The current linear economic system of "extract, manufacture, consume, throw away" has reached its limits. We want to contribute to shifting towards a more circular economy, requiring fewer resources and producing less waste.
What is the circular economy?
The circular economy is about conserving our resources to create a sustainable economy without waste and CO₂ emissions. It is about moving from the current traditional (so-called linear) model where we produce, use and incinerate to an economy where resources and products are kept in use for as long as possible.
At Proximus, we have set up programs to reduce the use of raw materials and in which we involve our suppliers, employees and customers in order to achieve our ambition: to become a truly circular company by 2030. In particular, we offer our suppliers the opportunity to sign our Manifesto, in which they undertake to collaborate with us in the implementation of specific projects and initiatives to contribute to a more circular and environmentally friendly economy.
In order to reduce the use of raw materials, the first question to ask oneself is about the need to produce. Is this device really necessary? Can't we dematerialize, for example by offering our customers a solution in the cloud rather than installing servers on their premises?
If we really need to produce, the question is how: which materials to use, which design to favor in order to allow repairs.
This is done in collaboration with our suppliers, customers and all departments involved in the marketing of a product at Proximus. This is an innovative approach whose objective is to offer more virtualization solutions, more efficient resource management, easier dismantling, components from urban mining, products with a longer lifespan. And therefore more ethical products, which generate less pollution and CO₂ emissions, with better energy efficiency, less packaging, and which make it possible to limit the impact of transport and storage. The Fairphone meets these criteria and is moreover a telephone without raw materials from conflict areas, built by ensuring fair treatment of all workers.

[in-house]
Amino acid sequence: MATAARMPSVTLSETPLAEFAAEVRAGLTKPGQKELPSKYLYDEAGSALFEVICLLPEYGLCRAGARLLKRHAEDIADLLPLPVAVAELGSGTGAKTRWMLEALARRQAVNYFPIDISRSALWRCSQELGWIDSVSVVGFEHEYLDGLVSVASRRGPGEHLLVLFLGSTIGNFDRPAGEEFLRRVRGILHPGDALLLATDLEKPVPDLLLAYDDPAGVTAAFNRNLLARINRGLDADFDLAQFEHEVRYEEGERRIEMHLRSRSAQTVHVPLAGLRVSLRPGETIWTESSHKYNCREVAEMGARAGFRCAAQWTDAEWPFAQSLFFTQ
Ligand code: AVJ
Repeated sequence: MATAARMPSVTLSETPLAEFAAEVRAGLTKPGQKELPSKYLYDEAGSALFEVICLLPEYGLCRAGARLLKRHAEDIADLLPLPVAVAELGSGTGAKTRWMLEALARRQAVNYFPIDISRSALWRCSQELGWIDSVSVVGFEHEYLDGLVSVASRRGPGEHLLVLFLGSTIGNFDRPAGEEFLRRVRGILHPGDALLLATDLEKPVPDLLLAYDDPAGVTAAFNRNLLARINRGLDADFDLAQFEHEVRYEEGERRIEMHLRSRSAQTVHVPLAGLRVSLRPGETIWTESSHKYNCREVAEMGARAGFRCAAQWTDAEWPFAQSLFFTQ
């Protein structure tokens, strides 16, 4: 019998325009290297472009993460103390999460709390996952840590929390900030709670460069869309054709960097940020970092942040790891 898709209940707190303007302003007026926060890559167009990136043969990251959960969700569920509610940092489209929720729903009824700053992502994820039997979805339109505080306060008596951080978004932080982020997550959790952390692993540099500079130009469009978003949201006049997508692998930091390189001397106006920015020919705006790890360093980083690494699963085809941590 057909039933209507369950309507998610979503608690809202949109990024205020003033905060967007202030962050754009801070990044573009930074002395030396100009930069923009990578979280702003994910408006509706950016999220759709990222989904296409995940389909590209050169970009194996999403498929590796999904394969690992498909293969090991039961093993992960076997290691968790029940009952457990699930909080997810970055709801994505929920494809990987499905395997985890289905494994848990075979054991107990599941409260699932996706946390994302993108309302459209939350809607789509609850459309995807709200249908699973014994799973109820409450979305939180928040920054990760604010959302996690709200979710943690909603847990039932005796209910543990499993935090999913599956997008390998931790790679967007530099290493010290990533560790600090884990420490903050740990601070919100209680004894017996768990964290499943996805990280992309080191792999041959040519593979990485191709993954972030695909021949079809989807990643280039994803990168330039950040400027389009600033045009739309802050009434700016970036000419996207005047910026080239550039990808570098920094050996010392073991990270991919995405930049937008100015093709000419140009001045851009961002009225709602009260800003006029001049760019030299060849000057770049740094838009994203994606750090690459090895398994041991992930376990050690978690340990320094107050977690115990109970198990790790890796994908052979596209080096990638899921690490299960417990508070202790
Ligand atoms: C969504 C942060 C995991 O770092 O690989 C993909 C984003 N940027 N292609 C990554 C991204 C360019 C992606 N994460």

A virtuous cycle
The manufacture of the product will therefore be carried out by favoring the use of renewable sources over the use of finite resources. The life of the product will be extended, thanks to the possibility of repairing, refurbishing and reusing it.
In the Proximus distribution center in Courcelles, where all our logistics operations are centralized, no fewer than 336,000 modems and decoders were refurbished and redistributed to our customers in 2019.
We have signed a mobile access network sharing agreement with Orange Belgium, which will reduce the number of antennas, and therefore the use of raw materials and energy, but will also enable a better quality of service.
When a product is definitively no longer reusable, its design will allow it to be easily recycled by recovering a maximum of components. In this way, we will avoid the production of residual waste. On average, a mobile phone contains 0.02 grams of gold, 0.09 grams of silver, 0.375 grams of lithium and 3.375 grams of cobalt. It may not seem like much, but if we compare: 8.5 tons of raw ore can produce up to 42 grams of gold, compared with 2 kilograms for 8.5 tons of electronic waste! Yet today only 20% of electronic waste is recycled. This is why we launched a major campaign called "Don't miss the call" at the beginning of 2020, with the aim of collecting and recycling 150,000 mobile phones in Belgium.
More than 3 million old mobile phones are gathering dust in Belgian cupboards. Meanwhile, they contain valuable and increasingly scarce raw materials that could actually be reused. As part of our commitment to create a more sustainable future for our planet, we launched – together with co-founding partner Umicore – "Don’t Miss the Call", an urban mining campaign aiming to collect at least 100,000 old mobile phones in one year. Through this action, we hope to make phone recycling a real Belgian habit.
Discover how you can recycle your old mobile phones and encourage your company or school to answer the call via www.dontmissthecall.be